Metro nonprofit, known for acts of kindness, thankful for surprise pickup truck donation

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February 07 2021 05:30 pm
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INDEPENDENCE, Mo. -- It's hard to help others if you don't have a ride.

On Thursday, a metro nonprofit known for acts of generosity got a gift of its own -- the surprise donation of a used pickup truck.

Cheers of joy spread throughout Independence car dealer Cars Plus Credit, Inc., which sits on Highway 24. Jennifer McCartney said she never saw the moment coming.

As she walked through that used car parking lot, she slowly realized her friends and the car lot's owner, Todd Rechterman, were there to greet her with the keys to a used 1998 Mazda 3000B pickup. Rechterman said the truck was valued at $2,500.

"On behalf of Cars Plus, we'd like to donate this truck to you," Rechterman said, handing McCartney the keys.

"Oh, wow! Thank you," a tearful McCartney replied.

Since 2015, McCartney had led the Kansas City Heroes, a nonprofit group known for performing random acts of kindness throughout the metro. The Heroes have served meals to the homeless, helped the penniless move from one home to another and performed housework for those who can't.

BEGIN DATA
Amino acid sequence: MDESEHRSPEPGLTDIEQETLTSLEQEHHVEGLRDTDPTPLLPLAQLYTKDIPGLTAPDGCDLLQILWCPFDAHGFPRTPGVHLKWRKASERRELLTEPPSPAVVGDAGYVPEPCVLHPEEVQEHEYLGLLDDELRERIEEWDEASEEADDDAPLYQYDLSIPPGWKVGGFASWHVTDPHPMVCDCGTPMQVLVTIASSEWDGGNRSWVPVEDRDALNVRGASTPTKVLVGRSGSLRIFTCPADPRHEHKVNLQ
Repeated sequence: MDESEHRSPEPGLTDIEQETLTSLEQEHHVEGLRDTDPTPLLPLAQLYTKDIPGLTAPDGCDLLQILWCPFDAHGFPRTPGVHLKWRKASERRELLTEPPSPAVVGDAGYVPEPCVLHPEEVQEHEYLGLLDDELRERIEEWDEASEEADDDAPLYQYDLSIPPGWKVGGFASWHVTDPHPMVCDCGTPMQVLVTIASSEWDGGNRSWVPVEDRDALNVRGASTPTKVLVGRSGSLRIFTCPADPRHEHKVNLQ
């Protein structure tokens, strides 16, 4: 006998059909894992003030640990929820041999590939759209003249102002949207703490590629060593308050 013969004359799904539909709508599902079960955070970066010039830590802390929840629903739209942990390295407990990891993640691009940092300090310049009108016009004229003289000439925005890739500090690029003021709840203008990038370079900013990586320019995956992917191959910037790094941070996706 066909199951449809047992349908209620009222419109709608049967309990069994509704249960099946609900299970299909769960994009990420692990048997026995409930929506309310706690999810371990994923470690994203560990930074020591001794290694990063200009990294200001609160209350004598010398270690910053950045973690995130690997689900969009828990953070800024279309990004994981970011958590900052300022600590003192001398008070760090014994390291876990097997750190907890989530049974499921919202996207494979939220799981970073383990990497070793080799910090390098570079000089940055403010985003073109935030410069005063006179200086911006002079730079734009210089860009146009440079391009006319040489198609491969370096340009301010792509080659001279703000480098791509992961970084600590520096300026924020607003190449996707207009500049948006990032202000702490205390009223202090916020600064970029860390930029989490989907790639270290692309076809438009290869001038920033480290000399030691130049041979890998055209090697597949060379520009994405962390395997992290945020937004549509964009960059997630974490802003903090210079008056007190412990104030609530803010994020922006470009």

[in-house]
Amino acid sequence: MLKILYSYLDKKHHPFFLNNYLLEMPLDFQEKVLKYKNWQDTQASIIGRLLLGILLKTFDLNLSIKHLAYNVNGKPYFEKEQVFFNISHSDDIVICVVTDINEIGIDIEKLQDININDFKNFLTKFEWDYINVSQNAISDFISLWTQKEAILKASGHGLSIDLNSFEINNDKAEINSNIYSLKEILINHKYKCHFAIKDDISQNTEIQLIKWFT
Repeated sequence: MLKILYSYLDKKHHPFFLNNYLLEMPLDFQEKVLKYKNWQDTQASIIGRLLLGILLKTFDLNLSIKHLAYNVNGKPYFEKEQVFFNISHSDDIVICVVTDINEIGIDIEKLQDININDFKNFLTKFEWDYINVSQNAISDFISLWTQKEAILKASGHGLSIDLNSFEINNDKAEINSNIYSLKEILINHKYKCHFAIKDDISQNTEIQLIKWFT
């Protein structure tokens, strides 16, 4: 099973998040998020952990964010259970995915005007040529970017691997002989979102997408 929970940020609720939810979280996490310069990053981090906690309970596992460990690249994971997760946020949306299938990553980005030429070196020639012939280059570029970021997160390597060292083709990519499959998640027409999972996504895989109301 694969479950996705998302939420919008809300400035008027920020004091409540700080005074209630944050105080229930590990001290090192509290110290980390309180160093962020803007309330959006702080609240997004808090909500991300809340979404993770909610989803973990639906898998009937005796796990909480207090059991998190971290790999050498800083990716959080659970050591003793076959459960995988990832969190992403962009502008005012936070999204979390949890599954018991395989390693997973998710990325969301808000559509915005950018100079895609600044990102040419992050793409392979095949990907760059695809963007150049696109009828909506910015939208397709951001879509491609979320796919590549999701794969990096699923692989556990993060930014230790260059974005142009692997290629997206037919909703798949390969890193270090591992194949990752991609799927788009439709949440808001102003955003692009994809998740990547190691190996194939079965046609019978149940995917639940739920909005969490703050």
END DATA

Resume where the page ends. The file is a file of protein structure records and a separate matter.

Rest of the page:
Until Thursday, their volunteers did it all, using their personal cars to haul the donations.

McCartney said she had no clue the donated pickup was hers, second-hand wheels given so she can continue giving.

Thanks to a generous donation from Cars Plus Credit, nonprofit Kansas City Heroes has new wheels to keep helping the community.

"We've been needing a truck to help. We have to deny donations all the time because we can't go pick them up and deliver them to the people in need. That's always been such a heartache for me," McCartney told FOX4.

The people and their pets she's helped over three years said no one deserves it more. When south Kansas City resident Rachel Drey, a single mother, adopted her dog, Brody, she had no idea the puppy was sick with Parvovirus, which rang up a weeklong veterinarian bill.

"He was really sick," Drey said. "They didn't know if he'd make it."

Drey said McCartney, along with the Kansas City Heroes, helped her pay the vet tab, and perhaps, saved the dog's life.

"They do a lot of great work with the community. I know they've had a hard time without a truck or the proper vehicles," Drey said.

"It's a blessing. We bless by blessing others," McCartney said.

Kansas City Heroes members said McCartney's personal car bit the bullet on Wednesday, and it's going to cost hundreds of dollars to fix it. That's money she doesn't have. On Thursday, the woman known for paying it forward gets a little payback.



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